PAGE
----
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Ottawa implements Livestock Tax Deferral provision

Ottawa implements Livestock Tax Deferral provision

Designated regions are in Alberta, Saskatchewan and Manitoba

By Diego Flammini
Staff Writer
Farms.com

Livestock producers in western Canada facing extreme weather conditions are receiving support from the federal government.

Agriculture and Agri-Food Minister Marie-Claude Bibeau announced on Aug. 30 the implementation of the Livestock Tax Deferral for an initial list of designated regions in Alberta, Saskatchewan and Manitoba.

Regions are designated when “forage yields are less than 50% of the long-term average as a result of drought or flooding in a particular year.”

This provision provides flexibility to cattle producers who have had to sell part of their breeding herd because of extreme weather, said Tyler Fulton, president of Manitoba Beef Producers.

“It doesn’t allow producers to avoid paying taxes, it allows them to defer in order to better manage the cattle to the land base that they have,” he told Farms.com.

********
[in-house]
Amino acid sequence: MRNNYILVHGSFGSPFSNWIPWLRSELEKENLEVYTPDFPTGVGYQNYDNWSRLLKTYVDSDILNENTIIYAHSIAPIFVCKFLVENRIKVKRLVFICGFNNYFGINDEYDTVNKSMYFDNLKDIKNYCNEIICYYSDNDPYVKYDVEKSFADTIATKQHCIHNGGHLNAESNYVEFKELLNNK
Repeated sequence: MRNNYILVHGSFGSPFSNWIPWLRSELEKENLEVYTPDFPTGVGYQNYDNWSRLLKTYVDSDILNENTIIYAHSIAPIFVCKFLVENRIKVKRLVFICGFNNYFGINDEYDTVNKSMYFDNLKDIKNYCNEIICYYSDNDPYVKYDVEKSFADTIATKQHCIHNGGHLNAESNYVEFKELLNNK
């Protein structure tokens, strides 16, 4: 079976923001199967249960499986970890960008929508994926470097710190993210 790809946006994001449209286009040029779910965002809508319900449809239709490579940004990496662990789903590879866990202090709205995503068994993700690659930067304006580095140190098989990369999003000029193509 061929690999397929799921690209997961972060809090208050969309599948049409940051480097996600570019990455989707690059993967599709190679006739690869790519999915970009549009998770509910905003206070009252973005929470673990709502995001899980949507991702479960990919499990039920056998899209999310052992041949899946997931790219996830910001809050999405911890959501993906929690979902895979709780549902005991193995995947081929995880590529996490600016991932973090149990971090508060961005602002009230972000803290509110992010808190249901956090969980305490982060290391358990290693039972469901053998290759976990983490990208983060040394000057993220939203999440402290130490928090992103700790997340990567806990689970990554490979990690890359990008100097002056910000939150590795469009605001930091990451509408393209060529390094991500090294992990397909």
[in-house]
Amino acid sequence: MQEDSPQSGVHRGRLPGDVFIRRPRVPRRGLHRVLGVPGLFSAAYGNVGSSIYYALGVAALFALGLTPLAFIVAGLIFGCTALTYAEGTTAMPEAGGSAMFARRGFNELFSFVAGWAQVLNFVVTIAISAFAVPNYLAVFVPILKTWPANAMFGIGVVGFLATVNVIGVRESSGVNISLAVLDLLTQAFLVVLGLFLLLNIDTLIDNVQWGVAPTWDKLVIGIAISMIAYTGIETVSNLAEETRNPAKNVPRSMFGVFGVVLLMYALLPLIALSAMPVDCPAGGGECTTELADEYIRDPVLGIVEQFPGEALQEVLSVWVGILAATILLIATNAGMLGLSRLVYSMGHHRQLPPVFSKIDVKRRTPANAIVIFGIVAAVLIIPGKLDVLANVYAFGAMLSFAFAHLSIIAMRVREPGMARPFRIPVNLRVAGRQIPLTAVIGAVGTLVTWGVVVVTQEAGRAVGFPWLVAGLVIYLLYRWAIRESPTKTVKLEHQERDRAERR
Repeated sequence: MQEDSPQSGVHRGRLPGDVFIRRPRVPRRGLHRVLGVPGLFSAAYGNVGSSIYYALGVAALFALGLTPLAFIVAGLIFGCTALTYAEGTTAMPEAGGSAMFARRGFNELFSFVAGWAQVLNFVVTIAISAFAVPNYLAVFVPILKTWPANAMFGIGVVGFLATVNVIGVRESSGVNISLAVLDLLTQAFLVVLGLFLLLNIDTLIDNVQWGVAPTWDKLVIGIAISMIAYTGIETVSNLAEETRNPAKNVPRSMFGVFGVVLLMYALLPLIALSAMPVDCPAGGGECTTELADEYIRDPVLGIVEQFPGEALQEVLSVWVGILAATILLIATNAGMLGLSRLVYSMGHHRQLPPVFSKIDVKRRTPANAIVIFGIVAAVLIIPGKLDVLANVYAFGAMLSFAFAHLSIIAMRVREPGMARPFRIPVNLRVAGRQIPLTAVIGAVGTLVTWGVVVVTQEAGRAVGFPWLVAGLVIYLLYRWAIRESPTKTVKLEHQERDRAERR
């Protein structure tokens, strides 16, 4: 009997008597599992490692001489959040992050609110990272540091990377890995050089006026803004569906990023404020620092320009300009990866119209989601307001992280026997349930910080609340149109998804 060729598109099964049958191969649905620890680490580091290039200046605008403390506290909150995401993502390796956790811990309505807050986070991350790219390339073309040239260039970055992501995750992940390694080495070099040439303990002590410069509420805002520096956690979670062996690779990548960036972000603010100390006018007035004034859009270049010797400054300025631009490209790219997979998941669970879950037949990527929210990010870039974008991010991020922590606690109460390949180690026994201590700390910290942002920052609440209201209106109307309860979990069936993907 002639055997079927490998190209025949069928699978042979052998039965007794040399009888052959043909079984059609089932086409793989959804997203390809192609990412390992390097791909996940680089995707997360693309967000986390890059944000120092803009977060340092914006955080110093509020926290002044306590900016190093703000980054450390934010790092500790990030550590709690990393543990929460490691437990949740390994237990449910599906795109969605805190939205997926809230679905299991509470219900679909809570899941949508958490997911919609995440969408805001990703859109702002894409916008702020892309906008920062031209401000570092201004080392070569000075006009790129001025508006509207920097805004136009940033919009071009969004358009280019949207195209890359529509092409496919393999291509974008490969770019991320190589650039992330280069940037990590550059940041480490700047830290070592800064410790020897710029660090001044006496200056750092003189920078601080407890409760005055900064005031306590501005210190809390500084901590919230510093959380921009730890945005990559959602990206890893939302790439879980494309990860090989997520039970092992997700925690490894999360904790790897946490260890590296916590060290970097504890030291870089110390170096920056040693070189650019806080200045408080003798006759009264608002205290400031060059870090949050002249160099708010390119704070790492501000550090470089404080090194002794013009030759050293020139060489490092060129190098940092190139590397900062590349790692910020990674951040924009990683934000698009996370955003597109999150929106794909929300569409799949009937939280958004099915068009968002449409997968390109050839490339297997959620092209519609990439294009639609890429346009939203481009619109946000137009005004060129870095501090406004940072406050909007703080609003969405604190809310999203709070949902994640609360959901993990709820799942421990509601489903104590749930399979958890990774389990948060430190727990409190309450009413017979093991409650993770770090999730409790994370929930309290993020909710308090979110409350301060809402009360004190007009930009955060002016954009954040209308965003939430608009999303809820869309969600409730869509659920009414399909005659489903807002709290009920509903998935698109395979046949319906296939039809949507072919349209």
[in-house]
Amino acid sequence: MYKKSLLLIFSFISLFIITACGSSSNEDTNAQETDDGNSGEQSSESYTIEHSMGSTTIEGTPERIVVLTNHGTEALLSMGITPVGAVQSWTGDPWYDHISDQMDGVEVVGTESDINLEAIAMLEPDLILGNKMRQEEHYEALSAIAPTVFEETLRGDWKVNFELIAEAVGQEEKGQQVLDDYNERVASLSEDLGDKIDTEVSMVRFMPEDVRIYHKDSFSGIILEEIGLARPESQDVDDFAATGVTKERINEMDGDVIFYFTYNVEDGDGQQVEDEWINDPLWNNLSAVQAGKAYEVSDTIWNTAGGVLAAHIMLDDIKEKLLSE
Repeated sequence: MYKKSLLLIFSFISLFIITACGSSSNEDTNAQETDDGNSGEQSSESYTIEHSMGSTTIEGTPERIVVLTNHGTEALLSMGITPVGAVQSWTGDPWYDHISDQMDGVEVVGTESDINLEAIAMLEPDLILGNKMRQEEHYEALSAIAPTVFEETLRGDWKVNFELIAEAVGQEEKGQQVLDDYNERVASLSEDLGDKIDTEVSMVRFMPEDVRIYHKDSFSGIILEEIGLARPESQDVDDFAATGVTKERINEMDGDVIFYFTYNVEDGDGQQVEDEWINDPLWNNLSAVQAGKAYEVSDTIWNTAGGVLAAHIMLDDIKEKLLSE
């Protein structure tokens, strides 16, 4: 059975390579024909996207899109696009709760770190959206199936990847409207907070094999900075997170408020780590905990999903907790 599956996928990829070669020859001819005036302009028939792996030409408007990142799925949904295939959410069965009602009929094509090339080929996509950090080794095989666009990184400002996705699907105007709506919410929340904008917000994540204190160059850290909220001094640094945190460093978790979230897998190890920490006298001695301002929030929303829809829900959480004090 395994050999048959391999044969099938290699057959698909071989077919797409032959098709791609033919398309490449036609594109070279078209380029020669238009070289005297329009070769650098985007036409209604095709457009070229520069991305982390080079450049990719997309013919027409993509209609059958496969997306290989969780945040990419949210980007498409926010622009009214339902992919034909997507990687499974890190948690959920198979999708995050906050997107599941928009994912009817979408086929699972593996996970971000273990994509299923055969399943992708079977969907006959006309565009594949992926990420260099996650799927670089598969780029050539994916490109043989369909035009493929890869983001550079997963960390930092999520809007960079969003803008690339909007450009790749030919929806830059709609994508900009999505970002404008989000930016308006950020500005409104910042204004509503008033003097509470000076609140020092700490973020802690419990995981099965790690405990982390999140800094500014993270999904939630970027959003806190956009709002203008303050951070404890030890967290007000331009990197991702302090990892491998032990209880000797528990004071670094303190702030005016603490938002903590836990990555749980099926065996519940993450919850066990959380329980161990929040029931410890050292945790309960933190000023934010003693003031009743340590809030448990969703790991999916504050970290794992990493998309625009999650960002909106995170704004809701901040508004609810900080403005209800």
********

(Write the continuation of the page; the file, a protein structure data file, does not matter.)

To defer income, the breeding herd must have been reduced by at least 15 per cent.

Ag groups are unhappy with the initial list of regions.

More areas in Saskatchewan need to be considered.

“Today’s livestock tax deferral announcement is a good first step, but a large portion of central Saskatchewan should also be included based on @AAFC_Canada drought watch map,” the Saskatchewan Stock Growers Association said in an Aug. 30 Twitter post.

Fulton has issue with the timing of the announcement.

In June, the Agricultural Producers Association of Saskatchewan called for the federal government to implement the Livestock Tax Deferral.

An initial list of designated regions usually comes out in the fall with a final list coming in December.

Earlier implementation is better for farmers, Fulton said.

“The timing matters because it informs decisions as to whether farmers can sell some of their breeding herd or if they should be looking at purchasing their own feed,” he said. “The earlier the decision is made on what regions are designated, it gives operators in those areas more time to make the best decision for their farms.”

Fulton would like to see the timing removed from the provision.

Allowing the Livestock Tax Deferral to be available to farmers throughout the year provides extended flexibility without having to wait for the government, he said.

“This is a useful tool to help cattle producers manage their herds, which are the economic engines of their farms,” he said. “I believe the provision should be available at any point for producers to use if they experience an extreme condition that forces them to sell a portion of their herd. It would provide greater certainty and not have to wait for federal agencies to make that decision.”

The federal government has implemented the Livestock Tax Deferral each year since 2017.


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